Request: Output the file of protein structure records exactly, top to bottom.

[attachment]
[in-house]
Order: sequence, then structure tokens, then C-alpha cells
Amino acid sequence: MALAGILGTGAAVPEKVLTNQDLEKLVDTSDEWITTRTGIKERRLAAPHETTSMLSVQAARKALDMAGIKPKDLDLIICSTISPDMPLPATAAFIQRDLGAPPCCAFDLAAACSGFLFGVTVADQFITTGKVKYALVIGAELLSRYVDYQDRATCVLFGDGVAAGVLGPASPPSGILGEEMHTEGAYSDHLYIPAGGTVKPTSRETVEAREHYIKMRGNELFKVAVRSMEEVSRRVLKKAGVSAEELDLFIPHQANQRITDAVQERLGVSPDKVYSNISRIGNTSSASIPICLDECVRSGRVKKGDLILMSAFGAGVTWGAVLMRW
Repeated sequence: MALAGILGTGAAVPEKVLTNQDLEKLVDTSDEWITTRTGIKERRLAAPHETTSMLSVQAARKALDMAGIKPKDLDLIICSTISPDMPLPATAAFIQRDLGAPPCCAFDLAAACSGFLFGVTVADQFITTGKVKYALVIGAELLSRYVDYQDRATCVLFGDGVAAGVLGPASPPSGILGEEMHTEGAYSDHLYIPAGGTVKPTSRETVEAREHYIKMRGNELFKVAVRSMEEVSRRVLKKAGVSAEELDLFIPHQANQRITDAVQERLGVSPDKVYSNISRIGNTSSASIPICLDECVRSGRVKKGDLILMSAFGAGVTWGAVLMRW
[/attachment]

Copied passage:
[in-house]
Order: sequence, then structure tokens, then C-alpha cells
Amino acid sequence: MALAGILGTGAAVPEKVLTNQDLEKLVDTSDEWITTRTGIKERRLAAPHETTSMLSVQAARKALDMAGIKPKDLDLIICSTISPDMPLPATAAFIQRDLGAPPCCAFDLAAACSGFLFGVTVADQFITTGKVKYALVIGAELLSRYVDYQDRATCVLFGDGVAAGVLGPASPPSGILGEEMHTEGAYSDHLYIPAGGTVKPTSRETVEAREHYIKMRGNELFKVAVRSMEEVSRRVLKKAGVSAEELDLFIPHQANQRITDAVQERLGVSPDKVYSNISRIGNTSSASIPICLDECVRSGRVKKGDLILMSAFGAGVTWGAVLMRW
Repeated sequence: MALAGILGTGAAVPEKVLTNQDLEKLVDTSDEWITTRTGIKERRLAAPHETTSMLSVQAARKALDMAGIKPKDLDLIICSTISPDMPLPATAAFIQRDLGAPPCCAFDLAAACSGFLFGVTVADQFITTGKVKYALVIGAELLSRYVDYQDRATCVLFGDGVAAGVLGPASPPSGILGEEMHTEGAYSDHLYIPAGGTVKPTSRETVEAREHYIKMRGNELFKVAVRSMEEVSRRVLKKAGVSAEELDLFIPHQANQRITDAVQERLGVSPDKVYSNISRIGNTSSASIPICLDECVRSGRVKKGDLILMSAFGAGVTWGAVLMRW